German Gridlock

A Political Logjam in Berlin

Germany's dynamic duo? Sigmar Gabriel and Angela Merkel. Source: imago/comonlens
Germany's dynamic duo? Sigmar Gabriel and Angela Merkel.
  • Why it matters

    Why it matters

    Mrs. Merkel’s awkward right-left coalition will likely soon be paralyzed by the state elections in 2016.

  • Facts


    • Germany’s so-called “grand coalition” is made up of Chancellor Merkel’s conservative Christian Democrats (CDU), their Bavarian CSU allies, and the center-left Social Democrats.
    • The coalition commands 80 percent of seats in parliament.
    • The government has so far been unwilling to tackle pressing issues like euro zone reform or revamping Germany’s immigration policies.
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German Economics Minister Sigmar Gabriel was in a good mood Wednesday as he presented the government’s annual assessment of Europe’s largest economy.

“The German economy is in good condition,” said the chairman of the center-Social Democratic Party.

He said the German economy would continue growing in 2015, as would the number of people in work. He credited the foresightful government policies that led to flexible corporate labor and industrial policies, and solid finances.

But alongside the self-congratulation, Mr. Gabriel said: “We should not have any illusions about the major challenges that lie before us.”

These challenges must be mastered in 2015. The political gifts have already been handed out. By 2016, Chancellor Angela Merkel’s unwieldy right-left coalition of conservative Christian Democrats and Social Democrats will be paralyzed by state elections in Baden-Württemberg, Rhineland-Palatinate, Saxony-Anhalt, Berlin and Mecklenburg-Western Pomerania.

And a year later, the coalition partners will be vying in the general election.

“When you explain to people why a reform is necessary, then they accept it.”

Manfred Güllner, Forsa

“The spirit of this agreement is that we are a grand coalition to deal with the major challenges for Germany,” Ms. Merkel said in 2013.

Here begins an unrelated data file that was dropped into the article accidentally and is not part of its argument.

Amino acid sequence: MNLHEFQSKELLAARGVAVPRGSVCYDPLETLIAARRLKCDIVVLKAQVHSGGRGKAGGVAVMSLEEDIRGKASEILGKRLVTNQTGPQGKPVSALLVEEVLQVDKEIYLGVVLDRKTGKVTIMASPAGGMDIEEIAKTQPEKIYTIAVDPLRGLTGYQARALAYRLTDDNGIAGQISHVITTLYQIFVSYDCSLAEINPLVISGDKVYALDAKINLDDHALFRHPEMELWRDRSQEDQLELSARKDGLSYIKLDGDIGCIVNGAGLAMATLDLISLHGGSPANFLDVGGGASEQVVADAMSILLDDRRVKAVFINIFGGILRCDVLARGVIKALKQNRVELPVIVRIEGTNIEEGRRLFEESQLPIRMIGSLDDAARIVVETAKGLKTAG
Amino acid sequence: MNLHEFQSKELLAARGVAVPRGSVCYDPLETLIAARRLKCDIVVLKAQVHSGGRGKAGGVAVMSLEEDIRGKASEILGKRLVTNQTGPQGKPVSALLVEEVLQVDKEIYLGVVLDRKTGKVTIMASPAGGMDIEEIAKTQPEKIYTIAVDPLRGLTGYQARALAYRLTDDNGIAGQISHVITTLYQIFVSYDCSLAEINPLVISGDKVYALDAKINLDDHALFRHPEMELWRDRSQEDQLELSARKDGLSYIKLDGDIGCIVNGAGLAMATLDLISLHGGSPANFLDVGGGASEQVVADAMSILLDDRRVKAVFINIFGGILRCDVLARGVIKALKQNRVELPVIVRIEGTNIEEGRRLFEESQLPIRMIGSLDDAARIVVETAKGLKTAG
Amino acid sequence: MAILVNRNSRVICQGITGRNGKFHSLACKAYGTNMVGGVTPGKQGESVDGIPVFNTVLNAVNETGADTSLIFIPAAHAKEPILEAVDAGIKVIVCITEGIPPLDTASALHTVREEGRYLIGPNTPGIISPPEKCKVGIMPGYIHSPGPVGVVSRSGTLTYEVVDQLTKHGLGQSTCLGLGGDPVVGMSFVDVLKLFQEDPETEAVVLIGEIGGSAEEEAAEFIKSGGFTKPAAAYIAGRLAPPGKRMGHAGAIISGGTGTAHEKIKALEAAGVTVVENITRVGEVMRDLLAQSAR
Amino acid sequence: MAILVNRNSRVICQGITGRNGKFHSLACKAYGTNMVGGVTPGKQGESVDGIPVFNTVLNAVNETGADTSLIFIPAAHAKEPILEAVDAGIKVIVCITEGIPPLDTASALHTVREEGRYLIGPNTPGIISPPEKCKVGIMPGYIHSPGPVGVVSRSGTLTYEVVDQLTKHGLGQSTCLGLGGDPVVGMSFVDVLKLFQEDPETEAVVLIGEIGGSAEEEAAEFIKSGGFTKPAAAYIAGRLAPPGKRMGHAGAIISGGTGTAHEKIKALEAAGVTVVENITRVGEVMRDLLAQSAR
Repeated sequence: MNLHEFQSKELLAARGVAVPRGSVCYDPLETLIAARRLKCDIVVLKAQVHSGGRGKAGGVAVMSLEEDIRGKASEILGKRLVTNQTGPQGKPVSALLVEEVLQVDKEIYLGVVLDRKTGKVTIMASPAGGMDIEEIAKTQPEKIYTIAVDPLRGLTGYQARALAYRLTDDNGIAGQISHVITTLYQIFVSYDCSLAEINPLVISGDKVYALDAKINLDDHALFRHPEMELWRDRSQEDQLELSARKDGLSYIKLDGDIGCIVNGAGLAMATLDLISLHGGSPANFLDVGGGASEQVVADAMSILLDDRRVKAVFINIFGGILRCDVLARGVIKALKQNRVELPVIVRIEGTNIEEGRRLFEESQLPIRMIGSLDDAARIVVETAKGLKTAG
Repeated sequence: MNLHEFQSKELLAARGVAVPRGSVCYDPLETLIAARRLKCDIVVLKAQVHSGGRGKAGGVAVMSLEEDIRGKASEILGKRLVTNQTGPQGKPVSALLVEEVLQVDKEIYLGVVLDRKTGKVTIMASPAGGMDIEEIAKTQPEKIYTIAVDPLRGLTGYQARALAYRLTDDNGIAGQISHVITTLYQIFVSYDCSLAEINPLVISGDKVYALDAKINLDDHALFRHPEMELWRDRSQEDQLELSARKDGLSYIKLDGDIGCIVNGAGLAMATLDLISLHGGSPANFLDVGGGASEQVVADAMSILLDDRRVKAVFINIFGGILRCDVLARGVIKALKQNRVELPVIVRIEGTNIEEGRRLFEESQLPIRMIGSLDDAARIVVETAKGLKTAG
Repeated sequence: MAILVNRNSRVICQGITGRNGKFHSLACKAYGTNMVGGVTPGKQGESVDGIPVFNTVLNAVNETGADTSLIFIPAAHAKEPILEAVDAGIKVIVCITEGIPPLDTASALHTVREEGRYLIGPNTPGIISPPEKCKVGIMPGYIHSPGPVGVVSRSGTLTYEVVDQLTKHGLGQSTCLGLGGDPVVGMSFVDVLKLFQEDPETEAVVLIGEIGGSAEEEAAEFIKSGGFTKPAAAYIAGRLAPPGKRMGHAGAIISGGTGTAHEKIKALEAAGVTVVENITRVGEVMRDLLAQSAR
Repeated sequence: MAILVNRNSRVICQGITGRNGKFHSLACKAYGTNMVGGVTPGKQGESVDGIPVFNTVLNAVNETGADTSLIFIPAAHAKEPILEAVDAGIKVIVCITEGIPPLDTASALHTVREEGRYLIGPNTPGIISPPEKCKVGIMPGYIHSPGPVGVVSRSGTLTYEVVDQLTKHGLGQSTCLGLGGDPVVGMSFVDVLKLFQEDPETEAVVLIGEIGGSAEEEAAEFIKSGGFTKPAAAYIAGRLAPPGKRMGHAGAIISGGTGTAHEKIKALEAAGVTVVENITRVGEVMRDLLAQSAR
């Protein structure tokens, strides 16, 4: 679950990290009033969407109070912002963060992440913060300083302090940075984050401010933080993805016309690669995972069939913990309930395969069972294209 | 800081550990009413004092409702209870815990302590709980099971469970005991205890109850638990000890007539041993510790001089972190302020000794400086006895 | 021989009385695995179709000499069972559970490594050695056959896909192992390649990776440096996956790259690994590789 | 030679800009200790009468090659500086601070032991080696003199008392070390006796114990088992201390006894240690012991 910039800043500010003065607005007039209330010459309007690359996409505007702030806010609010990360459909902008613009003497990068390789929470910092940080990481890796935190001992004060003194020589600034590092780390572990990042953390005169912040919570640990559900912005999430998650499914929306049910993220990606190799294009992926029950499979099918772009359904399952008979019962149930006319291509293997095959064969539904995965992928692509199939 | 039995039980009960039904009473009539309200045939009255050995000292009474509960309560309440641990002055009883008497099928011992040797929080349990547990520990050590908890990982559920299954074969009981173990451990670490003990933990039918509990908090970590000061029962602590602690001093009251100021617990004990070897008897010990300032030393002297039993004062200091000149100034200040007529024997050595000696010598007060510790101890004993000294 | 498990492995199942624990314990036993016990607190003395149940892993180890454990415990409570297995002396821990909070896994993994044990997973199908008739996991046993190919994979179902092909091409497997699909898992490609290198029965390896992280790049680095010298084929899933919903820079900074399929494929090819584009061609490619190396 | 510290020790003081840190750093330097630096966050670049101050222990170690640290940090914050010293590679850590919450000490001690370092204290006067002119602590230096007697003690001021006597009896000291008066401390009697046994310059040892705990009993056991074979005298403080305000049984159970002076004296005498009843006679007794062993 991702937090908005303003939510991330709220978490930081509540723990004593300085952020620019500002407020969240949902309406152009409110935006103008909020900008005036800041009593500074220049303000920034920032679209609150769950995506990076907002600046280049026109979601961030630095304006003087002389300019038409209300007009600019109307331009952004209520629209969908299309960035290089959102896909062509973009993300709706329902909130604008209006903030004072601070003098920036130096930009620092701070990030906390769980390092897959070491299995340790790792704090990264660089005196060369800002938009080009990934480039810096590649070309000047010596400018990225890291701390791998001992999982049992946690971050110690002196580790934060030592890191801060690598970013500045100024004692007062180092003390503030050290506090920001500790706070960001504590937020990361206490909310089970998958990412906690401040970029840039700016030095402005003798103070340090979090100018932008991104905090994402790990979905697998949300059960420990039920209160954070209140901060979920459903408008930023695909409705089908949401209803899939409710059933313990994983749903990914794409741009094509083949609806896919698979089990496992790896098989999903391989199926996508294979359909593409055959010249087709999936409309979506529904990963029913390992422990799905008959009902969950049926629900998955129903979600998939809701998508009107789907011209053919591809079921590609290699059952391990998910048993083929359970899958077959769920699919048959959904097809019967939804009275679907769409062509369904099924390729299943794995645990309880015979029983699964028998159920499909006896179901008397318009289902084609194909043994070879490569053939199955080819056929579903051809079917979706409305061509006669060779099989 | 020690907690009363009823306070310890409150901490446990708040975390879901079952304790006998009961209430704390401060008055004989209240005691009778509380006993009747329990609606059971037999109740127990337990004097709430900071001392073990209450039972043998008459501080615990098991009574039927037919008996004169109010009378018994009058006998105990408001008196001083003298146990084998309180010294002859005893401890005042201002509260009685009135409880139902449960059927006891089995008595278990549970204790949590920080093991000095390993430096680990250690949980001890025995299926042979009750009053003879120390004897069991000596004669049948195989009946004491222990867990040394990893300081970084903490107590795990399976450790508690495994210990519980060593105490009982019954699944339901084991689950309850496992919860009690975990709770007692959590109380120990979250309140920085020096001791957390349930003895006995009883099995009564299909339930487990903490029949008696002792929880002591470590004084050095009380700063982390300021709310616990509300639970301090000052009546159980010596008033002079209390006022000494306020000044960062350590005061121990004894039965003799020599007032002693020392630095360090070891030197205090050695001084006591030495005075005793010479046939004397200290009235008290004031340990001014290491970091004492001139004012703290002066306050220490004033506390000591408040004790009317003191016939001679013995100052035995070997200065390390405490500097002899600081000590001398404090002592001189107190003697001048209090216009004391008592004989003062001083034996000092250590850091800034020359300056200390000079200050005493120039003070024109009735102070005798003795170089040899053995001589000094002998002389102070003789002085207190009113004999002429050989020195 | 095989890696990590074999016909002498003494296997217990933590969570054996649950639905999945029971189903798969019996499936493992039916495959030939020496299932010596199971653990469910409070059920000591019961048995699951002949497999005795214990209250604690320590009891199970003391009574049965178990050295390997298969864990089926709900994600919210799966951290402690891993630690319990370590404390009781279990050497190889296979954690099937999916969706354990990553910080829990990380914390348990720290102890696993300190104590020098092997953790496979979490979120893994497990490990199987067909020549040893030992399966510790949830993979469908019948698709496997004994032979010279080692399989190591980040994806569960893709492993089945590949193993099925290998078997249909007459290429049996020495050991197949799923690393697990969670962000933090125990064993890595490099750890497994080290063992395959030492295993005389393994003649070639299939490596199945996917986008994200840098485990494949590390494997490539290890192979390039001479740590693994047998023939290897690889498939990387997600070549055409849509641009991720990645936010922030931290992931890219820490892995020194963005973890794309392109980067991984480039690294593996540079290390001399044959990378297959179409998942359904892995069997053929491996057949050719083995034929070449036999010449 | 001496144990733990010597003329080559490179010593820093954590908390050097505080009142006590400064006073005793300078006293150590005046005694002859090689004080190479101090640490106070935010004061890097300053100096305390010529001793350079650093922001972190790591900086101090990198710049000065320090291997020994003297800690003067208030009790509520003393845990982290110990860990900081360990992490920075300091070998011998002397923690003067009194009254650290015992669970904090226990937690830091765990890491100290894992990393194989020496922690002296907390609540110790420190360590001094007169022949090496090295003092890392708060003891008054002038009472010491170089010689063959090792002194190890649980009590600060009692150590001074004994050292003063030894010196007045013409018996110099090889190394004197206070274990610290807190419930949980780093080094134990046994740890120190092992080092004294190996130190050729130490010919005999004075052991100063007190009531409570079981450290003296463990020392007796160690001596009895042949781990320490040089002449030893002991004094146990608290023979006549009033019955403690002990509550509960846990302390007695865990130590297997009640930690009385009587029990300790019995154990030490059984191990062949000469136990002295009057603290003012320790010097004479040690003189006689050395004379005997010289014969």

Made of the main political blocs in parliament, Germany’s grand coalition commands a crushing 80 percent of the seats in the Bundestag.

So far, its power has only flowed into projects such as a road toll on foreigners and handouts to special interests such as pension payments for mothers, lowering the retirement age to 63, and introducing a minimum wage.

“Hardly anyone in the population considers these issues to be the truly most important problems,” said Manfred Güllner, an opinion pollster at Forsa. He said many more feel their concerns haven’t been addressed, and business feels the same way. Small and mid-sized businesses feel “homeless,” he said.

“Now is the time to set the course for growth and investment,” said Matthias Wissmann, the president of the VDA association for the German automobile industry. That includes the proposed free trade agreement with the United States, he said.

“A grand coalition especially represents wide portions of the society, and therefore has special power to broker the necessary partnership with the United States,” he added.

Mr. Gabriel is responsible for this task, as well as for Germany’s transition to renewable energy. This year “clarity and reliability” must be achieved in the energy market, he said on Wednesday.

Other major projects for the coalition members include immigration reforms and new rules for the financial relationships between the states and federal government. “There is the misperception that the people would reject reforms,” said Mr. Güllner. “When you explain to people why a reform is necessary, then they accept it.” What they don’t appreciate, he said, is when reforms are ignored. So they expect the coalition to secure the social welfare system for the future, he said, adding that many young people have concerns about their pensions.

The government’s to-do list is long.


Fix the euro zone

The euro zone nations have a common currency, but no common economic policy. The currency union was born in 1999 with this defect, and 16 years later it remains. The overwhelming majority of euro nations are still not prepared to let others influence their economic and financial policies. This is the greatest challenge to Ms. Merkel. Businesses expect that after the latest euro crisis, this work will continue.

“Europe must consistently continue in 2015 along the path for reform for more stability and competitiveness,” said Ulrich Grillo, president of the Federation of German Industries. He talked about a reform marathon, in which the “growth-oriented agenda” of the European Commission must be “resolutely” implemented.